Jenna Jauhiainen 9.3.2012
Jukka Male museo, Cable factory, Helsinki
2.3. – 30.4.2012
This Way! is an annual group exhibition curated by the Union of Student Photographers of Finland, this year with works from twenty photographers educated in varying universities around Finland. The exhibition is part of Helsinki Photography Biennial, a bundle of shows of photographic works running through March and April, 2012.
Quite unlike any other medium in the arts, photography is bound into a dialogue with its documentary nature. Whereas some artists aim at overcoming that nature, some embrace it as a source of extra value. This Way! is an interesting exhibition in relation to bringing the spectrum between those approaches onto the same walls. One of the curators, Veli Granö had the following to say: ”Many photographers participating in the show have used the documentary element of the medium in an interesting way. Documenting and presenting the reality in a witty way continues to serve a photographer as a strong and useful method.”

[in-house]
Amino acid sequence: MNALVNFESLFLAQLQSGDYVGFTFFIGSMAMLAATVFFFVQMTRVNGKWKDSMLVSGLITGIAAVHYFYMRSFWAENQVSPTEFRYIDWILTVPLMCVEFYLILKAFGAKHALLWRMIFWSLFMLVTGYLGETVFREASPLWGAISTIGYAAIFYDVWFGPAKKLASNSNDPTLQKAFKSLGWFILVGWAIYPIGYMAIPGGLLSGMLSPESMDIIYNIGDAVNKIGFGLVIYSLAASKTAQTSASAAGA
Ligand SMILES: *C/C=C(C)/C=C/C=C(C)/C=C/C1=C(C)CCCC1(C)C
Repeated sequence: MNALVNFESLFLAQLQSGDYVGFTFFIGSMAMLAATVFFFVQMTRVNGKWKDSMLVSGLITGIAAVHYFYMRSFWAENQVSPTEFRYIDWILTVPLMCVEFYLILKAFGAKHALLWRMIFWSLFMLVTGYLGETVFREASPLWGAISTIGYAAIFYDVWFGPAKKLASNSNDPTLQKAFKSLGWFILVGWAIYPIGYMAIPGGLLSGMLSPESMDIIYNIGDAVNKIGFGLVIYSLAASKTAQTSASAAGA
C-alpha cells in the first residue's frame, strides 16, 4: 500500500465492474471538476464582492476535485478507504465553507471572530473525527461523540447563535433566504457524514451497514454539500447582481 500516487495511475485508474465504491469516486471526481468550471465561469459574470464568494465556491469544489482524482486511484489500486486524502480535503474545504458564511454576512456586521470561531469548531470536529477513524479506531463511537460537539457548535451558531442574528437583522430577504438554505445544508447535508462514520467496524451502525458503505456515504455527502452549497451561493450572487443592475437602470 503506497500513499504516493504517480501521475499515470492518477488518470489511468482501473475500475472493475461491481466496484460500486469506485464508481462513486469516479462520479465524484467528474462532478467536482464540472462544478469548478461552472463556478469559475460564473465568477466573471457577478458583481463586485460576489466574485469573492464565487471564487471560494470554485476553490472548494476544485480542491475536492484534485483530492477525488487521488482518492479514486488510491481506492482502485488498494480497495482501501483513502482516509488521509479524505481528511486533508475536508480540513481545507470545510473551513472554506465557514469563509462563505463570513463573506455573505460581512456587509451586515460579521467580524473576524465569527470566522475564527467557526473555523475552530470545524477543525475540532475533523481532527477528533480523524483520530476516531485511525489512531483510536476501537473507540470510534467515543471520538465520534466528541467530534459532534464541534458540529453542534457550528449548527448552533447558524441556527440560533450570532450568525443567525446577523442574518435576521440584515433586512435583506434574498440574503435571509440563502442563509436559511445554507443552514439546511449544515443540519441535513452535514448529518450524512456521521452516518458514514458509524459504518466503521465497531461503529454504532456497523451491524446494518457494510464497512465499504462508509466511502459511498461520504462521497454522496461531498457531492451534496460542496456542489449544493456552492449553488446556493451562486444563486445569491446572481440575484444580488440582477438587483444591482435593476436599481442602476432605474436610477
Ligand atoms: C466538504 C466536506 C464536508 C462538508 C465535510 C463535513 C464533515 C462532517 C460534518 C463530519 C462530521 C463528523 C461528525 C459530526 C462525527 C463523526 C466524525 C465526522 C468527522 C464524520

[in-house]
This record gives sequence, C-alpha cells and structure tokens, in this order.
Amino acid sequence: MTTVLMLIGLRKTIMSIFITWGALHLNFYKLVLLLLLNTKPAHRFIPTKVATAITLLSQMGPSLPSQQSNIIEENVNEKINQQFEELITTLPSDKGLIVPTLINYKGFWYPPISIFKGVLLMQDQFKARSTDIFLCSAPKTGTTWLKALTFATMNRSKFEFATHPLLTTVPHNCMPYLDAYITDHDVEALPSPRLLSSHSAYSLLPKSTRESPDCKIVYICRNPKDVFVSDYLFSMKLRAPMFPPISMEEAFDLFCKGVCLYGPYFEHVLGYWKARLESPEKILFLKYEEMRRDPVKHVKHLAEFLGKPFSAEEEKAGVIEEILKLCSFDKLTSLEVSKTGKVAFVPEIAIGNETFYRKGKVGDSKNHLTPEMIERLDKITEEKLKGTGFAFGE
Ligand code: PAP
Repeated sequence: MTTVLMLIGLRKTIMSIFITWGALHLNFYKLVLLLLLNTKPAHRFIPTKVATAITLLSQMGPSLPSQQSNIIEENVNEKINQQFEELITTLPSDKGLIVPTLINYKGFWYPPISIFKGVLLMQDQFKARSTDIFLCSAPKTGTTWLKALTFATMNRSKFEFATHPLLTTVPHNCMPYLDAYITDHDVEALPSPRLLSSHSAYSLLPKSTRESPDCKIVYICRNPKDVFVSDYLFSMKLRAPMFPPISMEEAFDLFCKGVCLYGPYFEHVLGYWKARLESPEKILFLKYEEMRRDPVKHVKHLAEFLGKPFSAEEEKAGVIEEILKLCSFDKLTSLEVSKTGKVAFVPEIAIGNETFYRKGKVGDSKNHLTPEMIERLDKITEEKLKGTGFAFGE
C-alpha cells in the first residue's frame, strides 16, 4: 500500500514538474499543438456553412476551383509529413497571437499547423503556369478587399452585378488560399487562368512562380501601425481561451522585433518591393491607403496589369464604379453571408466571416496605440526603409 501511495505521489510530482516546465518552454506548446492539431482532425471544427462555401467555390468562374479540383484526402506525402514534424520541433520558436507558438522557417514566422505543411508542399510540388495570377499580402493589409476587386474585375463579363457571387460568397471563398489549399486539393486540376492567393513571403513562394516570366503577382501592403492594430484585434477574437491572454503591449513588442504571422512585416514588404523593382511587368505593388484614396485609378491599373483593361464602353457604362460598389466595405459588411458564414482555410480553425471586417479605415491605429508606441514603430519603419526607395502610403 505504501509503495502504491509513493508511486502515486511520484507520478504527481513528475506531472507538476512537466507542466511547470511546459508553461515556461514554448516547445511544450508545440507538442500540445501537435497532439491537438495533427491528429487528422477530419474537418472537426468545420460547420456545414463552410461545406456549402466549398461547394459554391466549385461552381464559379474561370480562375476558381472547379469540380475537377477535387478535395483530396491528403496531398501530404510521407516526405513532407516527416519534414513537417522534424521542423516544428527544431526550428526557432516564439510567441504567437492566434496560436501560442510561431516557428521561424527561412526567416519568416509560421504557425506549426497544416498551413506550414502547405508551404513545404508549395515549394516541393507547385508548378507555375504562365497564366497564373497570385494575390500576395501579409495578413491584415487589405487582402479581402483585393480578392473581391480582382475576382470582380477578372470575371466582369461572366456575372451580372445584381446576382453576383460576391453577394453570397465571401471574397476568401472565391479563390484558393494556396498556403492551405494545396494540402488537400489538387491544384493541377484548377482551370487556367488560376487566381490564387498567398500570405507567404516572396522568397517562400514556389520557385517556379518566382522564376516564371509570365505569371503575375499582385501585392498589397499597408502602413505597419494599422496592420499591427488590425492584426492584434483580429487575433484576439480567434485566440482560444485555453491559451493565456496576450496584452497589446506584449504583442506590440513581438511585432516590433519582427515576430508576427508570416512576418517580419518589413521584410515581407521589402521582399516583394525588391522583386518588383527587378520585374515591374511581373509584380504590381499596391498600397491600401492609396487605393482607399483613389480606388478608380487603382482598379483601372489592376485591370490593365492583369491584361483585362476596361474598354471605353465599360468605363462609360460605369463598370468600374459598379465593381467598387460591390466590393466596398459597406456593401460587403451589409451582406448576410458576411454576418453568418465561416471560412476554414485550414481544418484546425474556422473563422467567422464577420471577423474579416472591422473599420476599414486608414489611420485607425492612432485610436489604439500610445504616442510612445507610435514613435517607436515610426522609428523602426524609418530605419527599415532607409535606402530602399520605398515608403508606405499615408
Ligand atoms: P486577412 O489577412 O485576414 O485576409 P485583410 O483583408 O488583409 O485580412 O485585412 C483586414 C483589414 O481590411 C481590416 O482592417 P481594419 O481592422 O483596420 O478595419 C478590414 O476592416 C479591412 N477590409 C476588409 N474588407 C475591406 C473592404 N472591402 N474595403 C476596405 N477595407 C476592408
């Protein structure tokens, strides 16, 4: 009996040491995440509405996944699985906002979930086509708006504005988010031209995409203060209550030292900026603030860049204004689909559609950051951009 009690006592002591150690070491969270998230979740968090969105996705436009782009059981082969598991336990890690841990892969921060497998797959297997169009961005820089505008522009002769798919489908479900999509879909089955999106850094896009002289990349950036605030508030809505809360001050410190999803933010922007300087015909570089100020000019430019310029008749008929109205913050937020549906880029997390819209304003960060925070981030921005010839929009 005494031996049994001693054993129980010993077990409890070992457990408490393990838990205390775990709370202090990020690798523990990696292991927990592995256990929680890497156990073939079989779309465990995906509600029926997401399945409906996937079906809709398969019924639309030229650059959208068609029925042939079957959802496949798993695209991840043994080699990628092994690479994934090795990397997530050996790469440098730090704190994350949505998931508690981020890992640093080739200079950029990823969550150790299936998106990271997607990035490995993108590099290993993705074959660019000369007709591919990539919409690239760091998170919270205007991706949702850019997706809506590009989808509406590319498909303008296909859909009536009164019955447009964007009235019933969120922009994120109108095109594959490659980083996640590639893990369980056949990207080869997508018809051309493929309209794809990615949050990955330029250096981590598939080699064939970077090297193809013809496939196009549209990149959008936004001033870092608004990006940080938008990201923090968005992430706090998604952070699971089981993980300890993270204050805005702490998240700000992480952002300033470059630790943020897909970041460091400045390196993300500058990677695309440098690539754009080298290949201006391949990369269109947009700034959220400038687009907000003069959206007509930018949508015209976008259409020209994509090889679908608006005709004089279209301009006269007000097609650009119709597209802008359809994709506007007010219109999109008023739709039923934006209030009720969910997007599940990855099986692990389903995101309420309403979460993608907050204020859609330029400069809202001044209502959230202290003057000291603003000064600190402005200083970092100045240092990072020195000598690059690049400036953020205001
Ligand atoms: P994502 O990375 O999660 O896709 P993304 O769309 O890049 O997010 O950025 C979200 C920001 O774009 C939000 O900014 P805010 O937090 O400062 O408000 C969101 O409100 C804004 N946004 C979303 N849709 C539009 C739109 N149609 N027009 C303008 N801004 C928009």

The artistic possibilities brought by Photoshop and other such software are a definite attraction to contemporary photographers. All digital works go through some processing, though it has little to do with deliberate pixel manipulation. Those photographic works, to my eye, aim at overcoming their documentary nature through selective re-creation of reality – which is to say that they acquire their value as works of art outside of the realm of documentary photography.